Resources: Parents/Coaches Guides - Dos and Don'ts for Winning Pre-meet Psyching
What you say or don't say to your athletes just prior to big meets can either make or break their training and your efforts as a coach. Follow these guidelines to maximize your athletes' potential and to increase your effectiveness as a coach.
BEGIN PREMEET PSYCHING THE FIRST DAY OF THE SEASON
Mental toughness training should not be a crisis intervention thing. Teach your athletes to focus, block out distractions, rebound from mistakes and to handle pressure right from the start.
TEACH THE ATHLETE HOW TO CONCENTRATE
Concentration is the heart of premeet psyching and peak performance. It is the foundation of mental toughness. Concentration is the ability to focus in on what is important and block out everything else. You teach it by teaching 2 mini-skills: Recognize when you are drifting from a proper focus. Catch yourself and quickly, and gently, bring yourself back to that performance focus.
DON'T ACCUSE YOUR ATHLETES OF NOT CONCENTRATING
Every athlete concentrates before performance. The issue is on what? If your athlete chokes or falls apart, then he/she was concentrating, but on the wrong things. Don't tell your athletes, "concentrate" unless you follow that by exactly what you want them to concentrate on.
INTEGRATE CONCENTRATION PRACTICE INTO DAILY WORKOUTS
Get your athletes to regularly practice developing an awareness of when they start to drift from a proper focus, and getting themselves back. Throughout practice routinely call their awareness to this mental skill.
TEACH AN AWARENESS OF THE MIND/BODY CONNECTION
Help your athletes understand that the main difference between their best and worst performances has to do with their preperformance self-talk and thoughts. That what they think goes into their bodies and can tighten their muscles and rot them of their coordination, reflexes and speed.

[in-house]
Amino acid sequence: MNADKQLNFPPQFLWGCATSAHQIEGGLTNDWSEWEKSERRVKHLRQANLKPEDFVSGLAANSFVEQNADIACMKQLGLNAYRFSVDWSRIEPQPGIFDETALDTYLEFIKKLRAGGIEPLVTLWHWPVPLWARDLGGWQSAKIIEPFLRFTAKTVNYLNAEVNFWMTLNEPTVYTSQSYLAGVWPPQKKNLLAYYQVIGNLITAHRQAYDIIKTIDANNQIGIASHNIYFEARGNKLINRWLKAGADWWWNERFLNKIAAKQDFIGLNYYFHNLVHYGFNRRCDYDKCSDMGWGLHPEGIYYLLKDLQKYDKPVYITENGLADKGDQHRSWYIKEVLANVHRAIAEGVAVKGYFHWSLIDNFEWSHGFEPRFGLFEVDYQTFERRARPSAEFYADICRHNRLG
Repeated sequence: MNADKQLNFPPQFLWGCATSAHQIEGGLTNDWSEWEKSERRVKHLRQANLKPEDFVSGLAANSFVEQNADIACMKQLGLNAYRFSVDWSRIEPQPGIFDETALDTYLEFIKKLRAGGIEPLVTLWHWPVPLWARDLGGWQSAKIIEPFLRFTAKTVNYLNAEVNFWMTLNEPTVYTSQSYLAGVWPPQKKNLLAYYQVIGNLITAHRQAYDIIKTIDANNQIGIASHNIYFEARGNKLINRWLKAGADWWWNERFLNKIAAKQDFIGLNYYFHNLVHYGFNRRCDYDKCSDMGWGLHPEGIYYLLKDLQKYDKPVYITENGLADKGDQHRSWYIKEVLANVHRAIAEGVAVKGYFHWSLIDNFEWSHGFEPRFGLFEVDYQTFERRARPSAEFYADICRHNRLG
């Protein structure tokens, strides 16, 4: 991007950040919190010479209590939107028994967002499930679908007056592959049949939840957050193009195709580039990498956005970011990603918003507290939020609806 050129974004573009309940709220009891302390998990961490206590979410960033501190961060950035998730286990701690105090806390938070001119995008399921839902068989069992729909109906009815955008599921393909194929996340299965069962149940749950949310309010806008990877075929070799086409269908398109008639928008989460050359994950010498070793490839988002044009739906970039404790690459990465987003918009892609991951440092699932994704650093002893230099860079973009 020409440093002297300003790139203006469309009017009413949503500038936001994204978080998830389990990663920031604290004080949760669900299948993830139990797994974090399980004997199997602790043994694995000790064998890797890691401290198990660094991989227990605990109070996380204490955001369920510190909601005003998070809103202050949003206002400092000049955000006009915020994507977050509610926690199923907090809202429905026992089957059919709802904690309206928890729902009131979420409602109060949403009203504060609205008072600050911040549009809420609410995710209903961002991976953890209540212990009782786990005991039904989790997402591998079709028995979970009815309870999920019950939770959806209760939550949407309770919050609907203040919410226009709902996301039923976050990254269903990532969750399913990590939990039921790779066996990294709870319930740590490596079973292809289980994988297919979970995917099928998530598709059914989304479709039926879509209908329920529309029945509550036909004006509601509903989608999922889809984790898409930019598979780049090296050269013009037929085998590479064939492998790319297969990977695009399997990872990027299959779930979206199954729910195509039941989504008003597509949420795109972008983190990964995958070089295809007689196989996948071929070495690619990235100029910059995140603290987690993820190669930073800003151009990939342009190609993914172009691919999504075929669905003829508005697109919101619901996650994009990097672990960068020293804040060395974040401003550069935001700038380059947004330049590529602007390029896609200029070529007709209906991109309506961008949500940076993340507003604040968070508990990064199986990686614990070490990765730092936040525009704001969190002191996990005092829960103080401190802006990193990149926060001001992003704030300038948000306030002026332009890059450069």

TEACH THE DIFFERENCE BETWEEN A "PRACTICE" AND "MEET" MENTALITY
Peak performance is about trusting and letting the performance happen. The athlete is not thinking and is on automatic utilizing effortless effort. Poor performance is about doubting, over-thinking, analyzing, evaluating and trying too hard.
AT MEETS, REMIND THE ATHLETE THAT HE/SHE IS READY, HAS PAID THEIR DUES, AND SHOULD JUST RELAX AND LET THE PERFORMANCE HAPPEN
You accomplish this by giving them one or two specific things to focus on for the event. By narrowing concentration, the athlete has more of a chance to slip into an automatic meet mentality.
BE ALERT TO THE ATHLETE'S "HAVE TO'S", "GOTTA'S" AND "MUST'S"
This kind of self-talk will signal you that the athlete is about to self-destruct into trying too hard.
TEACH THE 2 MAIN CAUSES OF STRESS
Athlete's self-talk about the meet, competition, events, crowd, etc. Focus on the UC's (uncontrollables) (i.e., past events, meets, winning, losing, opponents' skill level, parents, meet conditions, etc.).
TEACH ATHLETE TO FOCUS PREMEET ON THE ONE THING THEY CAN CONTROL
You can always learn to control your reaction to all the other uncontrollables.
TEACH THE "HERE & NOW RULE" FOR PEAK PERFORMANCE
You will better handle stress and avoid psych-outs if you can mentally learn to stay in the "here" and "now" of the performance. Negative past thoughts will bring you down and uncontrollable future thoughts of the outcome will do the same. The athlete only has power, speed and control in the "here and now". What time is it when you compete? The "now". What place is it? The "here".
TEACH THE ATHLETE HOW TO CONTROL THEIR EYES AND EARS
Focus visually only on those things that keep you calm, composed and confident. Listen only to those things that do the same for you. If a focus makes you uptight, deliberately switch to something neutral or calming.
ENCOURAGE PREMEET/PREEVENT RITUALS
Help the athlete develop a ritual that is controllable, easy to repeat and compact. The ritual can then help the athlete both control their eyes and ears and stay in the "here and now" of the performance. Rituals also help athletes bind anxiety because they are familiar and can be done no matter where the athlete competes.
ENCOURAGE THE ATHLETE TO COMPETE AGAINST THEMSELVES
Focusing on having to beat another competitor (an uncontrollable) usually stresses the athlete out. Instead, focus the athlete on competing against themselves, or trying to do better than their best, no one else's.
HELP THE ATHLETE FOCUS ON WHAT THEY WANT TO HAVE HAPPEN
Winners see what they want to have happen before performance, while losers have a tendency to pay attention to what they are afraid will happen. Encourage the athlete to change channels if their stress causes them to worry about the "what-ifs". Have them practice seeing the outcome and performance that they want.